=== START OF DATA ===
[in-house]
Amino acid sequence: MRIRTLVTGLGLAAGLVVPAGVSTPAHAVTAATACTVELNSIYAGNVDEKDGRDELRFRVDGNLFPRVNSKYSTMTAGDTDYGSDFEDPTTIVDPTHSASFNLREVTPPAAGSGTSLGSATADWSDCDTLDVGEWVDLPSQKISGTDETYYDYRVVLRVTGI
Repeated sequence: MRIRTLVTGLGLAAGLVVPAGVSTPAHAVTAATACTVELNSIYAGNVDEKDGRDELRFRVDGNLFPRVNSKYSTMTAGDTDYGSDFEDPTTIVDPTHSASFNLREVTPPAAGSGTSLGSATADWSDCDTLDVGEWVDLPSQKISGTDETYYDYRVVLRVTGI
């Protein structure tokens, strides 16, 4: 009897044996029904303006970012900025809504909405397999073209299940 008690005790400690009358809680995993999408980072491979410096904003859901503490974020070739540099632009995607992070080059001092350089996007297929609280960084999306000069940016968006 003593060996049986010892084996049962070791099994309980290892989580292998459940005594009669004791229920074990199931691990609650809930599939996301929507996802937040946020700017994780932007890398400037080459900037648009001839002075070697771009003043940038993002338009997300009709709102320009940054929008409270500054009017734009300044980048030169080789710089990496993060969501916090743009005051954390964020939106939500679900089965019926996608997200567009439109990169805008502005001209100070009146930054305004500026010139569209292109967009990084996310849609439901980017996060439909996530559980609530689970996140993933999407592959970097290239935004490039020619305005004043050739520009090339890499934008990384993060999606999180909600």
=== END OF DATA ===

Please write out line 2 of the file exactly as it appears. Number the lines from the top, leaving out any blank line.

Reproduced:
Amino acid sequence: MRIRTLVTGLGLAAGLVVPAGVSTPAHAVTAATACTVELNSIYAGNVDEKDGRDELRFRVDGNLFPRVNSKYSTMTAGDTDYGSDFEDPTTIVDPTHSASFNLREVTPPAAGSGTSLGSATADWSDCDTLDVGEWVDLPSQKISGTDETYYDYRVVLRVTGI